News & Trends

A Chicken Without The Chicken Please

planted.chicken: Food for Future. A chicken without the chicken please.

Consumption of beef and pork is decreasing slightly – but people in Switzerland are developing an increasing appetite for chicken. The reasons for this are open to speculation. Is it down to chicken’s healthy reputation? Or are there already better meat-free alternatives to beef etc., such as Beyond Meat? A Swiss start-up is tackling this issue and serving chicken that doesn’t actually contain any chicken.

Chicken is the only meat that is eaten by the followers of all religions. It has a fibrous consistency, it’s low-fat and protein-rich, and it inspires global cuisine to create unbelievably tasty dishes. On the other hand, pea protein, rapeseed oil and water don’t exactly sound like a treat for the taste buds. But these are precisely the ingredients for the “fake chicken” that is produced by the newly founded company, Planted Foods AG. The young entrepreneurs started working on “planted chicken” two years ago.

At ETH Zürich they researched, stirred, kneaded, added spices, and above all carried out testing. No less a personality than Rolf Hiltl, a professional chef and high priest of veggie cuisine, tested planted.chicken in terms of its consistency, its cooking and roasting properties, and of course its taste. Apart from its amazing similarity to chicken meat, the new plant-based product outdoes the meat version in terms of its protein and roughage content.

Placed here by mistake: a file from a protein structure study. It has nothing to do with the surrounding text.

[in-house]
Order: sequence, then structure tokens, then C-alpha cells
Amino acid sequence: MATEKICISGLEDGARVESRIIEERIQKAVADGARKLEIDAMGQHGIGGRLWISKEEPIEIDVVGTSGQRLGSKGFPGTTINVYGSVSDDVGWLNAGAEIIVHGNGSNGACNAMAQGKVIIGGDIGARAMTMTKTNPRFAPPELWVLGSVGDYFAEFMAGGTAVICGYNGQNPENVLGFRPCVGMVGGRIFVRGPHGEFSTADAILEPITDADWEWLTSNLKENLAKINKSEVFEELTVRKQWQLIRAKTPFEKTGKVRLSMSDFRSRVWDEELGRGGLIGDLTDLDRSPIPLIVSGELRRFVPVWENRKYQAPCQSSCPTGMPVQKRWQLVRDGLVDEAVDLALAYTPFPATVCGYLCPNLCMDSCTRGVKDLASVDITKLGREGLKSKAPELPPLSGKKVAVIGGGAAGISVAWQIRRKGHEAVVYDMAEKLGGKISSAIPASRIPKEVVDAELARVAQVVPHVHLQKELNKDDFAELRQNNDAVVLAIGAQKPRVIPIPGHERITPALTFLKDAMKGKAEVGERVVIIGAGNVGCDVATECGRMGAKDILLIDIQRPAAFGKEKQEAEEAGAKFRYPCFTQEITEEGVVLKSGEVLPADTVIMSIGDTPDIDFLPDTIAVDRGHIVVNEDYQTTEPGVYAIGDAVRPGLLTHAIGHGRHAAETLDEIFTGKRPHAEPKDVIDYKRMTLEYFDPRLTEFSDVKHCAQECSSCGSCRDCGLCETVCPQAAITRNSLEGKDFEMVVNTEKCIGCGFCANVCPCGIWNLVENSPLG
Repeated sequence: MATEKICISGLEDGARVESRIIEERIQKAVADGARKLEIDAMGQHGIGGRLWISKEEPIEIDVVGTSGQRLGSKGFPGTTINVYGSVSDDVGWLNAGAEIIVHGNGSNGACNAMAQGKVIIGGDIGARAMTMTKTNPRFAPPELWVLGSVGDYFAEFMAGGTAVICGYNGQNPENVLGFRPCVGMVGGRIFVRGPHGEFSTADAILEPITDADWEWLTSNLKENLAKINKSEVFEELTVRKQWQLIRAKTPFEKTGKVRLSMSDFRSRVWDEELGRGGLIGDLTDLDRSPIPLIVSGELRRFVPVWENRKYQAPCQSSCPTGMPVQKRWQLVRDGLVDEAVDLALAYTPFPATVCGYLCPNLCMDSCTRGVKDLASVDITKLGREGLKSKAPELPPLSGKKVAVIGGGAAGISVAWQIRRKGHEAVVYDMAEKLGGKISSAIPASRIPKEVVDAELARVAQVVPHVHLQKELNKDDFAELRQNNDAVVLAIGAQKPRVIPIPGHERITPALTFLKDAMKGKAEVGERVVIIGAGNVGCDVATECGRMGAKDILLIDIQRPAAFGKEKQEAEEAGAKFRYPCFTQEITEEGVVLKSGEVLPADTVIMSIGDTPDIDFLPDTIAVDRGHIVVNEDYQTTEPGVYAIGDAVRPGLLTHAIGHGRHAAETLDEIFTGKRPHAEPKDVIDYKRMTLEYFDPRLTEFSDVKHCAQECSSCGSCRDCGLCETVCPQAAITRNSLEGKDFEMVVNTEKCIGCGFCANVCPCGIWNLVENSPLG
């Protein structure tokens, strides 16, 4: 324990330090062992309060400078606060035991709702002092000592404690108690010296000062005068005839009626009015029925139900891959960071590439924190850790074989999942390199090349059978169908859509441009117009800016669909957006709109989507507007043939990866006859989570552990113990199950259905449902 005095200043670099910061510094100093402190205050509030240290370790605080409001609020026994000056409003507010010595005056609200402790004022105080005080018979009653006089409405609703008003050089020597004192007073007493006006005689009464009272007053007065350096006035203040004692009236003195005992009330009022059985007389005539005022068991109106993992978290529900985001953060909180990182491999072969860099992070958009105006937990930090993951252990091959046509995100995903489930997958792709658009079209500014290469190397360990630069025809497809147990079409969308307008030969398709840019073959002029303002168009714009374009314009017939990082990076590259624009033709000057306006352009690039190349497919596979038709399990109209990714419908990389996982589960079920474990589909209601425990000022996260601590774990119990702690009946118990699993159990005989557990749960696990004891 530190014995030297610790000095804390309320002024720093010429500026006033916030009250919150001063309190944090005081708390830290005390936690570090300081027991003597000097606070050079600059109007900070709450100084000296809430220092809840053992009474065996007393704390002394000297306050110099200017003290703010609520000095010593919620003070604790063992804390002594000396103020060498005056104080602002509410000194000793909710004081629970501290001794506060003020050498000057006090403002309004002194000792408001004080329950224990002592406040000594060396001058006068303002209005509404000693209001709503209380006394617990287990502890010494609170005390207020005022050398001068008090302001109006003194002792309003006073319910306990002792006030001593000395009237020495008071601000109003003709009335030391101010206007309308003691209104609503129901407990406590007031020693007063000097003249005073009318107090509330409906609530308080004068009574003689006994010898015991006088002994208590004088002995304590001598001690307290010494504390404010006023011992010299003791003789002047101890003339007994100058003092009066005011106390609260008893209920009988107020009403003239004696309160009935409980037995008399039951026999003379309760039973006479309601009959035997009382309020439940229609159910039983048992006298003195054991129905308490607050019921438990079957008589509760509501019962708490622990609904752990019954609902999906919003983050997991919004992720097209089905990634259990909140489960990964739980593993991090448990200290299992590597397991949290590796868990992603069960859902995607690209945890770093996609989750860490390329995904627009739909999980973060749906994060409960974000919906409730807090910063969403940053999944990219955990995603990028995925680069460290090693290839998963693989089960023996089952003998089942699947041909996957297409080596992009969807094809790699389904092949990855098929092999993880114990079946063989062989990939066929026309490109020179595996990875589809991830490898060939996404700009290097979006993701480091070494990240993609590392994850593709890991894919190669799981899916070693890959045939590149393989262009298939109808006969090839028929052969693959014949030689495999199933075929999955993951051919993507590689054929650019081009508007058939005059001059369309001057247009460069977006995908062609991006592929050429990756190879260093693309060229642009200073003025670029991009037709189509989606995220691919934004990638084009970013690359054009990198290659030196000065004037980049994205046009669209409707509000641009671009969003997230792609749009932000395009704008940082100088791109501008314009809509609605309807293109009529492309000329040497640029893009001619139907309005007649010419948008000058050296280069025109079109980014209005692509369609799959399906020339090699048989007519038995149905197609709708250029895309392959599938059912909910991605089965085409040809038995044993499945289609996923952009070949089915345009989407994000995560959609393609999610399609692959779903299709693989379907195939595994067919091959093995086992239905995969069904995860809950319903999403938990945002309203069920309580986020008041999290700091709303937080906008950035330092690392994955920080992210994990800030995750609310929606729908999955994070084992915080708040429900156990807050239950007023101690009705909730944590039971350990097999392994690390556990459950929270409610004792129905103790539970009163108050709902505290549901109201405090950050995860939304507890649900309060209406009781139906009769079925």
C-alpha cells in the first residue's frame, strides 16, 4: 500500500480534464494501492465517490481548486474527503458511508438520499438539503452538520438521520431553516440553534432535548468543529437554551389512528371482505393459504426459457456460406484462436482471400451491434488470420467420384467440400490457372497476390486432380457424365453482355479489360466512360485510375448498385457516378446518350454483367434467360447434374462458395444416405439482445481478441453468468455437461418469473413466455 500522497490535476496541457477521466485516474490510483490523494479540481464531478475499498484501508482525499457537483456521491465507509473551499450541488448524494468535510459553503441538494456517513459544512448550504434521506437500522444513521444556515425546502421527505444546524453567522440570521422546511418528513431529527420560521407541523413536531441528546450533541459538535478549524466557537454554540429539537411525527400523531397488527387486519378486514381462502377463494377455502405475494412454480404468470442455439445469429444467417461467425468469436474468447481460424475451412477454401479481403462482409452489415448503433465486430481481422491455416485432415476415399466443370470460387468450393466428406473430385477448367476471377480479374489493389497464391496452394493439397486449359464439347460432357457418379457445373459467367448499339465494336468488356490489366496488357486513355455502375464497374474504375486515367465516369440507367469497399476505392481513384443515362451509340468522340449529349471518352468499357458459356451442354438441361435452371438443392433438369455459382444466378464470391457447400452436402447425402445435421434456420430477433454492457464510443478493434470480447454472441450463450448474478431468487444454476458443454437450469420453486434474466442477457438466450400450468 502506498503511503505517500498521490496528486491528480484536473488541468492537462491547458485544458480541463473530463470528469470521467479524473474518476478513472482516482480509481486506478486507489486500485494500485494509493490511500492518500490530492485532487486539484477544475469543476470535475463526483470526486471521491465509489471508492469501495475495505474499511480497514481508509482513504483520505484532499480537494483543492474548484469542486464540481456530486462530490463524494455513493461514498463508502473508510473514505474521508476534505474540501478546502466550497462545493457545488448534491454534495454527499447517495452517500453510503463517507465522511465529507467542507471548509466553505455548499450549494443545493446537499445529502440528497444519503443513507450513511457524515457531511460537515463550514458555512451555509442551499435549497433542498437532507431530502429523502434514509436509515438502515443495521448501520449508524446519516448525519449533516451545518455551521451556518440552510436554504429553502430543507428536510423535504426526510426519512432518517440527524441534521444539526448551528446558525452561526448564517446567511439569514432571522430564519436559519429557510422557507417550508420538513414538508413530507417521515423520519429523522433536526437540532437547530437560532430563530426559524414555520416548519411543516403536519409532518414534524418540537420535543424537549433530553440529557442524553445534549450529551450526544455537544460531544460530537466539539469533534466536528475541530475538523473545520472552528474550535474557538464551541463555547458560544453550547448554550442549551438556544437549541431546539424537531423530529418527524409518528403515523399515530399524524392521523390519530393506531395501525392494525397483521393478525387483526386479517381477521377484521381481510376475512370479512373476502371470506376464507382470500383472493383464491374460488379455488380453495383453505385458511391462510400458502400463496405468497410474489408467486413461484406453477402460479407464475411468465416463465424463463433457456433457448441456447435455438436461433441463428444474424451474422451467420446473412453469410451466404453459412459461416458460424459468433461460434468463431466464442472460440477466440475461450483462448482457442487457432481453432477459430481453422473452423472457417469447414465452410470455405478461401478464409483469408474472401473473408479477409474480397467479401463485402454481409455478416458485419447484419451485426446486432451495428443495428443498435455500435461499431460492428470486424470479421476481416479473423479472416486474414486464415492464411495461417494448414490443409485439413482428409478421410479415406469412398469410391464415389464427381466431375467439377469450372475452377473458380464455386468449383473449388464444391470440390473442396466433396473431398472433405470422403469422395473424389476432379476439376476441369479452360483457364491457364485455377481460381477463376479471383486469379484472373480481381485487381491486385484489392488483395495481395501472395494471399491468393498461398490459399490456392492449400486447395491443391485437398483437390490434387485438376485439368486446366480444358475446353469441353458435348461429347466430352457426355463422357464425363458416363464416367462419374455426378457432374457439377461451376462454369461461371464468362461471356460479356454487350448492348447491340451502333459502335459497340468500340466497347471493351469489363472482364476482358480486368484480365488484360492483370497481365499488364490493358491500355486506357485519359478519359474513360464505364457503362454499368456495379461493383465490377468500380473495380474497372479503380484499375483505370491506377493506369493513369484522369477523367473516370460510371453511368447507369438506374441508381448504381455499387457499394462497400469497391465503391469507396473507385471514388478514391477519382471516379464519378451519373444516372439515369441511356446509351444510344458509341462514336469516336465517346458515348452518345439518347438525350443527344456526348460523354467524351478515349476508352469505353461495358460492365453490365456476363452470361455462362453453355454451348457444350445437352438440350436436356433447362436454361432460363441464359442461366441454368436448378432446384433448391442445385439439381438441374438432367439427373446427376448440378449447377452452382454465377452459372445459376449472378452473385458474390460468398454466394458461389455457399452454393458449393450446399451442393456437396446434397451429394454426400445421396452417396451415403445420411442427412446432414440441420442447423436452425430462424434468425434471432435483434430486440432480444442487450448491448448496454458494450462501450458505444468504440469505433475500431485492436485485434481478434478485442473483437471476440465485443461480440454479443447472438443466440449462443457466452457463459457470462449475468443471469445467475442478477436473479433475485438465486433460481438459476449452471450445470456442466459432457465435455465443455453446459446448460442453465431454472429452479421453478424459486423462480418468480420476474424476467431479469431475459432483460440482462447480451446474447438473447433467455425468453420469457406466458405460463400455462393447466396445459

„If we want to feed ten billion people by 2050 then we can’t go on consuming as much animal protein as we do at the moment.“

A real social change rather than a fad

Just recently Lukas Böni, the food technologist and co-founder of Planted Foods AG, appeared on the evening news programme of Germany’s ZDF TV channel and explained why this change is necessary: “If we want to feed ten billion people by 2050 then we can’t go on consuming as much animal protein as we do at the moment.” The start-up with its constantly increasing number of employees is about to move into the historic building where the spice pioneer Julius Maggi used to work. Then they’ll be able to produce more meat-free chicken. Feeling hungry? Coop has already stocked up its food supplies.

They make planted.chicken: Pascal Bieri, Eric Stirnemann, Christoph Jenny und Lukas Böni
(from left to right)

«planted.chicken» – a brief overview:


  • Cuts greenhouse gas emissions by ⅔ 
  • Cuts agricultural land use by ⅔ 
  • Only requires half the energy that’s needed to produce  chicken 


  • 100 percent plantbased
  • 0 percent animal suffering
  • Added ingredients from Europe and  Switzerland, produced in Zurich


  • High protein and roughage content 
  • Contains essential amino acids 
  • No cholesterol, hormones, additives, antibiotics, gluten, or  genetic engineering